Price Rises, Changing Plans & Treating Customers Fairly


Whether you’ve owned, managed, or worked for a SaaS start-up you’ll know there are some decisions that are easy to take.  These are the no-brainers that are determined within seconds.  As far as you can tell there are no downsides from going full-steam ahead at the instant push of a button.

And then there are those tough decisions.

Tough decisions are those which you agonies over for hours, sometimes days.  Your reasoning, or rather your inertia – that rabbit caught in the headlights – is that things are running pretty well right now.  What will happen if we do xyz?  It’s the fear of upsetting the status-quo.  Personally I think status-quo for a start-up is lazy, and a killer.

In my experience at least, one of the most difficult decisions is around raising prices; or making changes to the features or levels of functionality available in your paid plans – sometimes at the same time!  You worry, quite naturally, about what the customers will think. Will we see a huge spike in churn?  Will our “new” paid-plan no longer seem attractive?  That triple-whammy of increased churn, killing conversion and lower MMR in one fell swoop. Tumble weed time!

This isn’t just a start-up problem.  Whether you’re a mom-and-pop shop, or a mythical unicorn pricing is hard to get right.  Netflix have recently announced they’re putting up prices for users in the US and Latin America to fund original content, and within our sector, Pingdom have increased prices to….. Well perhaps they can explain.  But that’s not the point.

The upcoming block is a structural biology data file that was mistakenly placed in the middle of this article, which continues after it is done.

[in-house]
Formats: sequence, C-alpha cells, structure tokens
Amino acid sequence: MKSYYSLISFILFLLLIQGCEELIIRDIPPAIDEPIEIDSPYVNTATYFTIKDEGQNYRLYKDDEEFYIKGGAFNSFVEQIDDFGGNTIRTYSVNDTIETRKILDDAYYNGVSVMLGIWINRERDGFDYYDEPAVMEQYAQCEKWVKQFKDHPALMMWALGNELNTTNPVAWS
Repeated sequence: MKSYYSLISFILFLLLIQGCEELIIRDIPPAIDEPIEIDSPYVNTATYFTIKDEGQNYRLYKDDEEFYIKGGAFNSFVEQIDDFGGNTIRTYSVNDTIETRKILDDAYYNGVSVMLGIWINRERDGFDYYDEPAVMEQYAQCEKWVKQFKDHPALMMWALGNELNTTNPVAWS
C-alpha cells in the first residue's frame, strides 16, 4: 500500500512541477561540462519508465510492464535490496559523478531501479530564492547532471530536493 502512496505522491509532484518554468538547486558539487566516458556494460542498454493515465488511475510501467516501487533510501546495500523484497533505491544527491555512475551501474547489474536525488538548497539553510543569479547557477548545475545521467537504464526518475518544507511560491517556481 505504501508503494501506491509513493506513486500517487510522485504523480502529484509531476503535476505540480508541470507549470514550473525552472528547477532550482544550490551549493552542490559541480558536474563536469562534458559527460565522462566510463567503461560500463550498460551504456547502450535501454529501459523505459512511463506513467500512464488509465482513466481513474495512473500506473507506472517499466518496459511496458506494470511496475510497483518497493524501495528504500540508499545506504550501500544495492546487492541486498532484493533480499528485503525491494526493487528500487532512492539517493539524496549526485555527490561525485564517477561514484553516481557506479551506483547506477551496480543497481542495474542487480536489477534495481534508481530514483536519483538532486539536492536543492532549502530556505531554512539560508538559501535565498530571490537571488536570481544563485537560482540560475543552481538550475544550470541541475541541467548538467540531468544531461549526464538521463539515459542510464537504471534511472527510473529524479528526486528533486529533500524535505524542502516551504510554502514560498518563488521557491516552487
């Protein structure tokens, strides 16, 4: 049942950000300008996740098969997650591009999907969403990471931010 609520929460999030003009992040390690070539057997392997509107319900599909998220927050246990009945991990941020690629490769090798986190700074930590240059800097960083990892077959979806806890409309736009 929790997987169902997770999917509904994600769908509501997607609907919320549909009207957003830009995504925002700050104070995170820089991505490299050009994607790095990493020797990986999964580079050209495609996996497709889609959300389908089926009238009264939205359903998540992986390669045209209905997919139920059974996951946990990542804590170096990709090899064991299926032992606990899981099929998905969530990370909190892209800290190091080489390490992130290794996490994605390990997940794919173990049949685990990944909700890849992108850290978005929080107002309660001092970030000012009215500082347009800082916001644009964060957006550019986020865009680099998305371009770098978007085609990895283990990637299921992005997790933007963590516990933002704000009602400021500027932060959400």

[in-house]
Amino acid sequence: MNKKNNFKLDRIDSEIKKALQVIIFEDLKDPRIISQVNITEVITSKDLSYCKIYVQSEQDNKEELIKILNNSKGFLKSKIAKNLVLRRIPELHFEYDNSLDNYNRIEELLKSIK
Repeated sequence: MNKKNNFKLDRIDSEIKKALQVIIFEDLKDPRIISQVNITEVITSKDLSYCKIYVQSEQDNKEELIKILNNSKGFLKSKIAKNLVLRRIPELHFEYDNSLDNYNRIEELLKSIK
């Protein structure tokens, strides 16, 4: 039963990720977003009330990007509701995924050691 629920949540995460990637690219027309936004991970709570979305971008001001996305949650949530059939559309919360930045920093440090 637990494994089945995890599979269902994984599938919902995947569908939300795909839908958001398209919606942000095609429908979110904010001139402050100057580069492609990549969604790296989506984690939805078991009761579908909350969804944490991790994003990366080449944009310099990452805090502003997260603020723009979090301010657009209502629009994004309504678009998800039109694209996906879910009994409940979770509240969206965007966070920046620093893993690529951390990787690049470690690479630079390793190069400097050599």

Here’s my reasoning why putting your prices up shouldn’t be a difficult decision.  In fact it should, if you do it right (and properly, with reasoning behind it) be one of those no-brainers.

So why put prices up?

Quite simply your underlying costs may have increased.  If you can’t reduce your own costs elsewhere within your business (for instance move to cheaper offices, look to renegotiate supplier agreements in your supply chain) then either prices go up or you start losing money on each customer.  Do customers buy into this reasoning?  Absolutely.  They want to use companies that are going to be here in several years to come; particularly where they’re paying a year in advance (or more at Enterprise level).

When you first launched your product you may have kept prices artificially low to try and lure in as many customers as possible.  In the longer term this may be unsustainable (particularly in terms of managing CS), and also your pricing may no longer reflect how your product has grown from that initial offering, the MVP, to the fully blown market-leading product it is today.  Never undervalue your product!

Remember if you currently sell your lowest priced plan for $5, by doubling the price to $10 you only need to find half the amount of customers to bring in the same revenue. Given that for most start-ups two of the biggest challenges are bringing traffic to your site and converting it, and secondly managing customer service, a price increase (handled correctly) can be a silver-bullet to help solve both issues.  In this scenario if your conversion rate stays the same (often you’ll find that your conversion rate actually goes up with your prices!) you’ll bring in double the amount of revenue for half the amount of customers that might need to call upon customer services.